Tuesday, January 19, 2010


Photo/Blaine Davis

It takes a few moments to realize that Lear is not an adaptation, and your cheated confusion is part of the fun. After all, David Evans Morris's set is simultaneously regal and chilling, a narrow chamber with flickering lights and sudden blackouts; Roxana Ramseur's lavish costumes are wonderfully bloated and colorful affairs; and writer/director Young Jean Lee begins in the middle of King Lear, with Regan, Goneril, Edgar, and Edmund (April Matthis, Okwui Okpokwasili, Paul Lazar, and Pete Simpson) making small talk about the nature of evil as their fathers--blinded, mad--wander about the raging storm outside. But asking Lee "Hey, what's the big idea?" is exactly the point--what, in King Lear, is the big idea, and does it require any of King Lear, let alone Lear himself, to express it? Instead of struggling with the weight of Shakespeare, Lee chooses to follow the Buddhist leanings of her characters, which is to say: "When a thought runs into your head, you just label it thinking and it helps." So why not have Cordelia (Amelia Workman) whine about bedbugs? The subtext, at least, remains true to the biggest idea of all, the one secretly under all our thoughts: our mortality.

Thankfully, though Lee's structure often provides the subtext for the entire play (as in Church's belief-questioning belief, or in The Shipment's game-changing reversal), she realizes that dramatic stasis--even when intentional--is still tedious, and shakes things up all at once, as Lazar pulls off his facial hair and implores the audience to make the most of their moments. Leave the theater, immediately, if you feel bored. (Nobody did, which shows either how rooted we are in wasting our lives or in how captivating it is when the fourth wall is broken; either way, Lee makes her point.) Simpson then enters, arms gripping legs, his head between them--he's now recreating moments from Sesame Street, particularly the episode in which they speak, to children, about the death of Mr. Hooper. This segment, too, is a "springboard" (to use Young Jean Lee's words), and works admirably well in contrast to the grandiosity of King Lear--there is nothing inherently "better" about the language of Shakespeare than Sesame Street, so long as you get something out of it. In fact, the simplicity of Big Bird's grappling with the not-coming-backness of death may be more powerful, more relatable, more present. Is it necessary to rage in a storm before we are heard?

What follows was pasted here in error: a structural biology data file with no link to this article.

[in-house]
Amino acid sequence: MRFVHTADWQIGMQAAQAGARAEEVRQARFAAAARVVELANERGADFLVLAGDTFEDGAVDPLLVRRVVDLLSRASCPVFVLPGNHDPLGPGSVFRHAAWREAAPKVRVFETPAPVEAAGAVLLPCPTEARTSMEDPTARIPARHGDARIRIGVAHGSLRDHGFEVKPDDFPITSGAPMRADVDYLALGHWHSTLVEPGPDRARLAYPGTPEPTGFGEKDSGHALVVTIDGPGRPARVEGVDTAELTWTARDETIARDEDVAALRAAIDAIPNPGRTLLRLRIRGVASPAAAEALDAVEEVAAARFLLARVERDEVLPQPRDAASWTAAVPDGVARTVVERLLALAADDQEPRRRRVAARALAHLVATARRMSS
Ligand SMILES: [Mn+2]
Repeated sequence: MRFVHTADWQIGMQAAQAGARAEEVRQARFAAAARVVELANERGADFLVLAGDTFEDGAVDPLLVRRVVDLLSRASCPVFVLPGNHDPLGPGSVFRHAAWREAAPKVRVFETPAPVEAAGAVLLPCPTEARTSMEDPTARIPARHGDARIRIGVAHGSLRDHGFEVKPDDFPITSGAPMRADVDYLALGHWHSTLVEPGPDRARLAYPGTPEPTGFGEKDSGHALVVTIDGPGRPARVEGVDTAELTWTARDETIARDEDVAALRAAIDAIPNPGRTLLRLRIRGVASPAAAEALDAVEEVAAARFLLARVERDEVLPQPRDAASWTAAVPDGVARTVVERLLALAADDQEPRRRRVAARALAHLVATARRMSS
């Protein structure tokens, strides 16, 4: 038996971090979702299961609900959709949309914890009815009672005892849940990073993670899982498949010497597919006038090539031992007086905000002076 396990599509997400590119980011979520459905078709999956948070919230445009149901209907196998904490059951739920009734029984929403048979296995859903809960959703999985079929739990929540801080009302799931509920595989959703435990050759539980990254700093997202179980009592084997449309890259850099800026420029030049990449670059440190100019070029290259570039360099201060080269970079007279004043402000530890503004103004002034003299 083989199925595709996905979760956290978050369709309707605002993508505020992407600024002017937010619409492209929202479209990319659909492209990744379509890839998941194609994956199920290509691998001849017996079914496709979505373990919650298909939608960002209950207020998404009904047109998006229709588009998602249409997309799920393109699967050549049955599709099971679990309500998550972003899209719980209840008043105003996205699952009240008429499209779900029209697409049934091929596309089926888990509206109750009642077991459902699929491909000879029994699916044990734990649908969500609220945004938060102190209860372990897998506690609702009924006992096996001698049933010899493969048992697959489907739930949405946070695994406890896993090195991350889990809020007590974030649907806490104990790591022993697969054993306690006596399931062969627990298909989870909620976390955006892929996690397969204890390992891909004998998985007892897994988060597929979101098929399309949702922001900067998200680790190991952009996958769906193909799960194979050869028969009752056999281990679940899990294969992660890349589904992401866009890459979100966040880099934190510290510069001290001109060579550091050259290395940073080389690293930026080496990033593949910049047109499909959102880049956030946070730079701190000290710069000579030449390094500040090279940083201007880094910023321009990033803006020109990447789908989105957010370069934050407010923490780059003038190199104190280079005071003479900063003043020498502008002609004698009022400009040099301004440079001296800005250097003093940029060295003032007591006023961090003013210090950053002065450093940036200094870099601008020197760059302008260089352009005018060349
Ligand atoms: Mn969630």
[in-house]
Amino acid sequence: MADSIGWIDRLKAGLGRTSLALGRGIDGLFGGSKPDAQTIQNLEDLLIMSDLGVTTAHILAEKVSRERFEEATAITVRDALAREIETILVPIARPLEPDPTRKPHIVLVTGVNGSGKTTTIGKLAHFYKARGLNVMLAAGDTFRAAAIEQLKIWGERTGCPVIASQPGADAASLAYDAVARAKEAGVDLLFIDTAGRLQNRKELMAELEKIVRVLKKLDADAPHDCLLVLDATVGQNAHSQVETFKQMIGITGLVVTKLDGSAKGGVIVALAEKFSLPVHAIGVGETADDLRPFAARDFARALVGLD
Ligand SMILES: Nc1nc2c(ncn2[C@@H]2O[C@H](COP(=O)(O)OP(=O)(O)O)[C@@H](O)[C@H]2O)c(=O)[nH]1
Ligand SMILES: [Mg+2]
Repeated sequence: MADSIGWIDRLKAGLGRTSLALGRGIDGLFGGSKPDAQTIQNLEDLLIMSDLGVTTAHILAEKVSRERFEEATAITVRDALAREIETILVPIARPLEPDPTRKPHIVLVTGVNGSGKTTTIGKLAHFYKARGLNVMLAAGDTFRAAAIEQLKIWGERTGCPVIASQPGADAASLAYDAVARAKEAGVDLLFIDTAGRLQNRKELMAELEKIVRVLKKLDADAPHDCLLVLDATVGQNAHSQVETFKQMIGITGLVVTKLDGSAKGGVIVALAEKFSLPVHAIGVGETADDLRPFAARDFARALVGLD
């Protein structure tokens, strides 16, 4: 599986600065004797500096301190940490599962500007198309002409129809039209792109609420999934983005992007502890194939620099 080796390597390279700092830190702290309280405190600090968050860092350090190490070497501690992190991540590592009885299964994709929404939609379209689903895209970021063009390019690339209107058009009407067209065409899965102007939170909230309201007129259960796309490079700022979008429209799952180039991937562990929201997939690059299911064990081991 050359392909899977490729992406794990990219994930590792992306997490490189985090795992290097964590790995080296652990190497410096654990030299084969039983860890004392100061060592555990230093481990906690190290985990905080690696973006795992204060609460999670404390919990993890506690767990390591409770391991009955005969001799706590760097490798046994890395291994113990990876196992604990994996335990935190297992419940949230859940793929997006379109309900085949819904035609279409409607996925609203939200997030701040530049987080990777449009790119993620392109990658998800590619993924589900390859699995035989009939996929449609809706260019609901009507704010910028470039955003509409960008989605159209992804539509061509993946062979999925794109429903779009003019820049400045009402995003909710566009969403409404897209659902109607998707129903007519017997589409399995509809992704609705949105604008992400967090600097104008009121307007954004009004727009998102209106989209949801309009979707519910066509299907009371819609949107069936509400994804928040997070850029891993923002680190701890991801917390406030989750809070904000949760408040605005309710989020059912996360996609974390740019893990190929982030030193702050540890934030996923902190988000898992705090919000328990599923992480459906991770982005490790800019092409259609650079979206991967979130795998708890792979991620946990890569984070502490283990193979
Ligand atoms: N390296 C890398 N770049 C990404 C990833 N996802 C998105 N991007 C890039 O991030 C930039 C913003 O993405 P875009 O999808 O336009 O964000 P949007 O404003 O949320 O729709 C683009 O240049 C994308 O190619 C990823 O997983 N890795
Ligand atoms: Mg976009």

No, and in the final minutes of Lear, Lee continues to strip away plot, character, costume, and set, speaking more and more directly to that quickening end--the play itself serving as a sort of mortal coil. Simpson stands alone--in character, but it's hard to tell--thinking about how hard it is to watch his father slowly die now, and yet how unbearable it will be when his father actually dies. The play ends at a funeral, with Simpson repeating three words, over and over again, and need there be anything more than that? Given the frustrations of the initial scenes, which now seem so far removed (though the emotions of the actors were true, particularly as a mourning Goneril channeled Lear), Young Jean Lee has distilled dramatic purity--"I'll miss you"--and that moment, inconsistent and vulnerable, is far more epic than anything in Shakespeare.

1 comment:

Culturist said...

"The subtext, at least, remains true to the biggest idea of all, the one secretly under all our thoughts: our mortality." - great line